Genetic comparison of Altai and Gobi argali sheep (Ovis ammon) populations using mitochondrial and microsatellite markers: Implication on conservation
Argali sheep is an ungulate, which inhabits the north, west, south and central regions of Mongolia. There are two major populations (Altai and Gobi) in Mongolia, but their taxonomic classification as subspecies is often disputed among researchers. Furthermore, there is no recent study about the population genetic structure of argali sheep in Mongolia. In the present study, we have investigated genetic diversity and difference between Altai and Gobi argali populations using mitochondrial control region hyper variable segment (HVS) sequence (598bp) and 3 microsatellite markers. Mitochondrial HVS haplotype analysis showed high haplotype diversity (0.982±0.012) and low nucleotide diversity (0.02589). In microsatellite analysis, total of 9 alleles were found across all loci while mean Ho were 0.59±0.13 for Altai and 0.53±0.1 for Gobi populations, indicating low allelic diversity with moderate heterozygosity. Neighbor-joining tree separated haplotypes into two clusters, Altai and Gobi population, implying distinct genetic difference between the two subspecies. Additionally, Pairwise FST and Kimura-2 parameter showed 0.127 and 0.0413±0.0068, respectively. These genetic distance analyses hinted genetic difference between Altai and Gobi populations are in subspecies level. In summary, mitochondrial HVS and microsatellite analysis demonstrated that Altai and Gobi populations had low genetic diversity but might be genetically distinct from each other in subspecies level, suggesting conservation should be separately managed.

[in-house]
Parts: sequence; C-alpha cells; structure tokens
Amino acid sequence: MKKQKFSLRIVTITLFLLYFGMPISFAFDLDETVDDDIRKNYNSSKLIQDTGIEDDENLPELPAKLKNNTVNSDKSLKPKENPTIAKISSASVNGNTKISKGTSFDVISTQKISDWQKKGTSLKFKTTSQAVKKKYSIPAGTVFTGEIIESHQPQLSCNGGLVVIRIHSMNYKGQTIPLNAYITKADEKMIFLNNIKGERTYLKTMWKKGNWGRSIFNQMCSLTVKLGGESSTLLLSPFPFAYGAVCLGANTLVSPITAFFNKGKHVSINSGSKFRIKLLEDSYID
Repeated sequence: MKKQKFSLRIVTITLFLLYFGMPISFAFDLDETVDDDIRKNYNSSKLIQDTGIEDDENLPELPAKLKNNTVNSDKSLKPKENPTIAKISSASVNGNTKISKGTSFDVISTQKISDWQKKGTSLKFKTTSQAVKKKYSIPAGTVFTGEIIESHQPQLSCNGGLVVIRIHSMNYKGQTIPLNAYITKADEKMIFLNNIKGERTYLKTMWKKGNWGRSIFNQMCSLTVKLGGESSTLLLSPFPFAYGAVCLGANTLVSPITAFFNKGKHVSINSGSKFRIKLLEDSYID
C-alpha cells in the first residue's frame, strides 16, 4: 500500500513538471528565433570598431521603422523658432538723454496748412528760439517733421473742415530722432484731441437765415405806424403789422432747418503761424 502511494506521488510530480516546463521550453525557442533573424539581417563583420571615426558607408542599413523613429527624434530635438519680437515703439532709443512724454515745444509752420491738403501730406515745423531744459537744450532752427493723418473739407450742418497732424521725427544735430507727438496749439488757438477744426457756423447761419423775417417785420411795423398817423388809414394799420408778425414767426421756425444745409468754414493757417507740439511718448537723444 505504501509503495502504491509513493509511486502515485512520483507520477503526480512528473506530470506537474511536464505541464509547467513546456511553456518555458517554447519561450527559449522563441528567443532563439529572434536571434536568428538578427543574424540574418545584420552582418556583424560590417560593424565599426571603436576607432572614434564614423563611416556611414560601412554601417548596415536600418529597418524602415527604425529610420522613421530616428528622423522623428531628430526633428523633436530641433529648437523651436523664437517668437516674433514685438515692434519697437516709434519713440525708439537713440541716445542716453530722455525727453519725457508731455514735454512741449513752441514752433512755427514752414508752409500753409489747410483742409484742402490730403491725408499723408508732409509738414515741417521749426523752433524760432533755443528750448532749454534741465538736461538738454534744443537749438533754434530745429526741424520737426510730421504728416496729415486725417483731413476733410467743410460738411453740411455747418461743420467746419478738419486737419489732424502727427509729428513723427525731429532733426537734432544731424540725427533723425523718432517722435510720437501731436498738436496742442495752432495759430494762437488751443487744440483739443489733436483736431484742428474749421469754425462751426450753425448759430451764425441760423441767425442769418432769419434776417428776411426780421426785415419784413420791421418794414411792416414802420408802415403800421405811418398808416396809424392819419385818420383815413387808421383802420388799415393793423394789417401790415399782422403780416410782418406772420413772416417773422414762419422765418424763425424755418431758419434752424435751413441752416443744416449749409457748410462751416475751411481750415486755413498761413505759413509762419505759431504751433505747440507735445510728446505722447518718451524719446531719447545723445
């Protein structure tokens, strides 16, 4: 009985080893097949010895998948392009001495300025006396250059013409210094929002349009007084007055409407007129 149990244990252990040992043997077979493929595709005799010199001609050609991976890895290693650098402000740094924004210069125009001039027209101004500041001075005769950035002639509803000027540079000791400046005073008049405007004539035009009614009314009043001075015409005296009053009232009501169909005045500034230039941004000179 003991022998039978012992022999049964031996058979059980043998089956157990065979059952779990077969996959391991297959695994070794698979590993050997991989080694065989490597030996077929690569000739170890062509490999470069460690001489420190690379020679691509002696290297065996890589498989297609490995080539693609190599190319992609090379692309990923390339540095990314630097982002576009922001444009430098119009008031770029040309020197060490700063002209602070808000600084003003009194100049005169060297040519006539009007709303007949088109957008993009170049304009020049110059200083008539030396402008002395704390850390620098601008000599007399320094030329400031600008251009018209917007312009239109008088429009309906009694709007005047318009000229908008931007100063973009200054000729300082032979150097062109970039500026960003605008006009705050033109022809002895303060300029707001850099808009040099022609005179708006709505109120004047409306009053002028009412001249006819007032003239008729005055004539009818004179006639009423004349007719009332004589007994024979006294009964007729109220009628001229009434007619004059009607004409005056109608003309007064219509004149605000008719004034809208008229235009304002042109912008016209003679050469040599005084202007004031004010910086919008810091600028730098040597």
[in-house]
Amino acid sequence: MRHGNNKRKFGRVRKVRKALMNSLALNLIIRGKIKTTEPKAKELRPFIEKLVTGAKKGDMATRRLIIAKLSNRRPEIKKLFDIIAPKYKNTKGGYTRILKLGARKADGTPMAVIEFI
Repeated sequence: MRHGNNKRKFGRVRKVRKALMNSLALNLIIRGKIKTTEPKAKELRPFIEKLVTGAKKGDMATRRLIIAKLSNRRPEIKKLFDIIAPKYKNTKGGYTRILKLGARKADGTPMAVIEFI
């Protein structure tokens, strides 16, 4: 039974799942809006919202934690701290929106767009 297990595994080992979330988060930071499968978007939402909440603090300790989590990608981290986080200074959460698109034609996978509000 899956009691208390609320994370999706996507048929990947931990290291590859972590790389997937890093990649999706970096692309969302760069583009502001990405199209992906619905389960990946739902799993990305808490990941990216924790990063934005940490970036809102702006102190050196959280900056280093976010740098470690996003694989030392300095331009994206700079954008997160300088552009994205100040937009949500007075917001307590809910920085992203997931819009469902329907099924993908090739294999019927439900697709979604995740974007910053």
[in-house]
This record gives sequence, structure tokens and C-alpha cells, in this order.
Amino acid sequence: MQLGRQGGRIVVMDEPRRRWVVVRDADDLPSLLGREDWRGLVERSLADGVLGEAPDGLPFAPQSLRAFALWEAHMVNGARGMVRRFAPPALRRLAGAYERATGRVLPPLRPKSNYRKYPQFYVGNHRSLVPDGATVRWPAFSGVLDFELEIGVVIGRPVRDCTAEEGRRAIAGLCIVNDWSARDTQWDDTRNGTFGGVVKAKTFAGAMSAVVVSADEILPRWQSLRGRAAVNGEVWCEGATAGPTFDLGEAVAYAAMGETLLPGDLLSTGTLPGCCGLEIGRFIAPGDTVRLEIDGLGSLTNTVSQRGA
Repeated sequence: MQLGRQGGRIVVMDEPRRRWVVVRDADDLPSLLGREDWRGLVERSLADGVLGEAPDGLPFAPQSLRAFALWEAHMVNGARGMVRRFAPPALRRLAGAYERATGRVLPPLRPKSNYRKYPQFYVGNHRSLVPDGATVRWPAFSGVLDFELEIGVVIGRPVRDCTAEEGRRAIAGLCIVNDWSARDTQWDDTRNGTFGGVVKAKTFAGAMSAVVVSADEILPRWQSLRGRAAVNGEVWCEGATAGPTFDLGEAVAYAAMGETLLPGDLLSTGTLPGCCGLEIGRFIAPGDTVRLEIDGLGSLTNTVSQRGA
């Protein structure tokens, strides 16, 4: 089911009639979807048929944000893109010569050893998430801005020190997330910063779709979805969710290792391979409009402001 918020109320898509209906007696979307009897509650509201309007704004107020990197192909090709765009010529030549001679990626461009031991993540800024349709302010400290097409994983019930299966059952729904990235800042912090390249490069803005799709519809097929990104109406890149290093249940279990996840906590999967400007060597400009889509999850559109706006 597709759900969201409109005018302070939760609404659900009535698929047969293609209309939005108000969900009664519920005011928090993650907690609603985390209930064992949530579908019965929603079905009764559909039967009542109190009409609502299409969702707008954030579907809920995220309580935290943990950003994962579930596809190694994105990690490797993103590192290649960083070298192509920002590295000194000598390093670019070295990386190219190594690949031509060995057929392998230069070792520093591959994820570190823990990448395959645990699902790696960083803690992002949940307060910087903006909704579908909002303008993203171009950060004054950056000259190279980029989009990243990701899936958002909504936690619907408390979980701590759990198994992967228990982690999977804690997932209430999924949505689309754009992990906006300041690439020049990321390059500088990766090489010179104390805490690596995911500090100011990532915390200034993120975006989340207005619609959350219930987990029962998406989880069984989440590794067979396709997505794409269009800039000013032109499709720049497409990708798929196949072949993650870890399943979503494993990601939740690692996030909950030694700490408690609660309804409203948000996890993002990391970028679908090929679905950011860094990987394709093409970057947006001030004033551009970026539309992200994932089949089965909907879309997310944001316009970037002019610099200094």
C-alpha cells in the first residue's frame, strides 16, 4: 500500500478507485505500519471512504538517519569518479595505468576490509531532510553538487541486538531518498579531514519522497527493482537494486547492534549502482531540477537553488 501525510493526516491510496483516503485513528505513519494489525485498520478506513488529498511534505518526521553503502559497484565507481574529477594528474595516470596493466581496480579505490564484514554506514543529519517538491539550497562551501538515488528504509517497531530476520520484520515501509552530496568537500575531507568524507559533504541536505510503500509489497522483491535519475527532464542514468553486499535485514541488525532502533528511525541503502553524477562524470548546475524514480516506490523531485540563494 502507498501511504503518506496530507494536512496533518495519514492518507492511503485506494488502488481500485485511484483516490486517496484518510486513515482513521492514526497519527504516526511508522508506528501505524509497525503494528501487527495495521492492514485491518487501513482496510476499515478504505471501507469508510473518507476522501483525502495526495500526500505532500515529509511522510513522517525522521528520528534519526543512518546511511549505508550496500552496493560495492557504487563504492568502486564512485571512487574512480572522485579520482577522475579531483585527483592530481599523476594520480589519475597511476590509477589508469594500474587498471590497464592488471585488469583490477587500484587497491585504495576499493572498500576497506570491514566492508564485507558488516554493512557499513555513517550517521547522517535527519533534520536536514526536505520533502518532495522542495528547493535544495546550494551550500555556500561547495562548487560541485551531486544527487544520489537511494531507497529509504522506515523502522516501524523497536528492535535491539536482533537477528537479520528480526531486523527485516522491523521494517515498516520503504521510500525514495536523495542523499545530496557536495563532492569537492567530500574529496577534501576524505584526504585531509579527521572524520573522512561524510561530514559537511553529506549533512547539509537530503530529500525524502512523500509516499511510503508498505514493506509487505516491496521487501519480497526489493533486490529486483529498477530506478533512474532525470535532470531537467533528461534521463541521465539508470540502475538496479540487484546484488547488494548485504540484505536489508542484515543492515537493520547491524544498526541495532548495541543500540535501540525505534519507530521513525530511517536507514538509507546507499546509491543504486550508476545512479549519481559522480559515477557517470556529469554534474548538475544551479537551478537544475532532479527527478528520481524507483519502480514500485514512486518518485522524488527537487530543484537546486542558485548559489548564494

Copyright (c) 2019 Delgerzul Baatar, Unudbayasgalan Zunduibaatar, Bilguun Tsenddorj, Battsetseg Chuluunbat, Galbadrahk Baranz, Tserendulam Batsukh
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